from the Indian word punj (five); so called from its five ingredients- viz. spirit, water, lemon, sugar, and spice. It was introduced into England from Spain, where it is called ponche. It is called “Contradiction,” because it is composed of spirits to make it strong, and water to make it weak; of lemon-juice to make it sour, and sugar to make it sweet.
A Roman mime called Maccus was the original of Punch. A statuette of this buffon was discovered in 1727, containing all the well-known features of our friend- the long nose and goggle eyes, the hunch back and protruding breast.
The most popular derivation of Punch and Judy is Pontius cum Judæis (Matt. xxvii. 19), an old mystery play of Pontius Pilate and the Jews; but the Italian policinello seems to be from pollice, a thumb (Tom-thumb figures), and our Punch is from paunch.}
The drama or story of our Punch and Judy
is attributed to Silvio Fiorillo, an Italian comedian of the seventeenth century. The tale is this: Punch, in a fit of jealousy, strangles his infant child, when Judy flies to her revenge. She fetches a bludgeon, with which she belabours her husband, till Punch, exasperated, seizes another bludgeon and beats her to death, then flings into the street the two dead bodies. The bodies attract the notice of a police officer, who enters the house. Punch flees for his life; being arrested by an officer of the Inquisition, he is shut up in prison, from which he escapes by means of a golden key. The rest is an allegory, showing how Punch triumphs over all the ills that flesh is heir to. (1) Ennui, in the shape of a dog, is overcome; (2) Disease, in the disguise of a doctor, is kicked out; (3) Death is beaten to death; and (4) the Devil himself is outwitted.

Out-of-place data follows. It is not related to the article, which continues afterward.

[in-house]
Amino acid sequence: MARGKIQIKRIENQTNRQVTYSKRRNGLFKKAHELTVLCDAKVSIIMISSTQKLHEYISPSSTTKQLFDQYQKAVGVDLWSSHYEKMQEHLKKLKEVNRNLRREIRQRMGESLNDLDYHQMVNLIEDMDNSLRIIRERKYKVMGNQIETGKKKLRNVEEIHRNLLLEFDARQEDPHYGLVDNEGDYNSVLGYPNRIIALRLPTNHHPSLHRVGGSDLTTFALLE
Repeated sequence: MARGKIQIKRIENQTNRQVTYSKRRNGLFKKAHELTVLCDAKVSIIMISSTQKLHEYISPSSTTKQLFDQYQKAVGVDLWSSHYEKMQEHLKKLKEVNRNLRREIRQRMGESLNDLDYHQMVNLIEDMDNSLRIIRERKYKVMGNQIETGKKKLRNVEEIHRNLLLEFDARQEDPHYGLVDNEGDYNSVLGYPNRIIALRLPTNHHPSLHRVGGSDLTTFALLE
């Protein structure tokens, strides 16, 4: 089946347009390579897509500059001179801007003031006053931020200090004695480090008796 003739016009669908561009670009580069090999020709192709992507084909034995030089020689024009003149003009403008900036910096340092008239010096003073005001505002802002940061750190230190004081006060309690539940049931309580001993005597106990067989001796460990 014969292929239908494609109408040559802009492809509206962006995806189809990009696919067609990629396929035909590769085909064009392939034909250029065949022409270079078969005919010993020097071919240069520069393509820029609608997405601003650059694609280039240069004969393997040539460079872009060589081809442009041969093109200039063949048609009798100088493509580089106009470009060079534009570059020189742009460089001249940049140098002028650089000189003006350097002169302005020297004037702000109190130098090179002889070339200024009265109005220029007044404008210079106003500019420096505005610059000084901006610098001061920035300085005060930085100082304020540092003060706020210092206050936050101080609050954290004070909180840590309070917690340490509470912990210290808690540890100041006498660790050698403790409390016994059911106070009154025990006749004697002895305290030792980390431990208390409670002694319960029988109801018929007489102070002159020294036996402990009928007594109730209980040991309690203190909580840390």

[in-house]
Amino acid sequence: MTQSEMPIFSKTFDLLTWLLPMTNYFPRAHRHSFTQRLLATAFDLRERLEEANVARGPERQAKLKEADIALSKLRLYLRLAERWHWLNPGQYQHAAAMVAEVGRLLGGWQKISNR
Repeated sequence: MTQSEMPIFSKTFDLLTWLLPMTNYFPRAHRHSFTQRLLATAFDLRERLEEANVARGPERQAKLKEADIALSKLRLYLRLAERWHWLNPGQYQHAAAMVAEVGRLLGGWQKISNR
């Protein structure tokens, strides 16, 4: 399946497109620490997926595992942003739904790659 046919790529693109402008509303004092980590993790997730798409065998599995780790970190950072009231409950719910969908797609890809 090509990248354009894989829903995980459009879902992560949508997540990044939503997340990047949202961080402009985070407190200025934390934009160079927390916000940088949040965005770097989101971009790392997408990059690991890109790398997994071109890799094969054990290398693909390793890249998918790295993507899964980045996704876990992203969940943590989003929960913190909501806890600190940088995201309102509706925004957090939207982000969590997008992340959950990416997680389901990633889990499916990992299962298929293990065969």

Pleased as Punch.
A Suffolk punch. A short, thick-set cart-horse.
“I did hear them call their child Punch, which pleased me mightily, that word having become a word of common use for everything that is thick and short.” —Pepys's Diary.
Source: Dictionary of Phrase and Fable, E. Cobham Brewer, 1894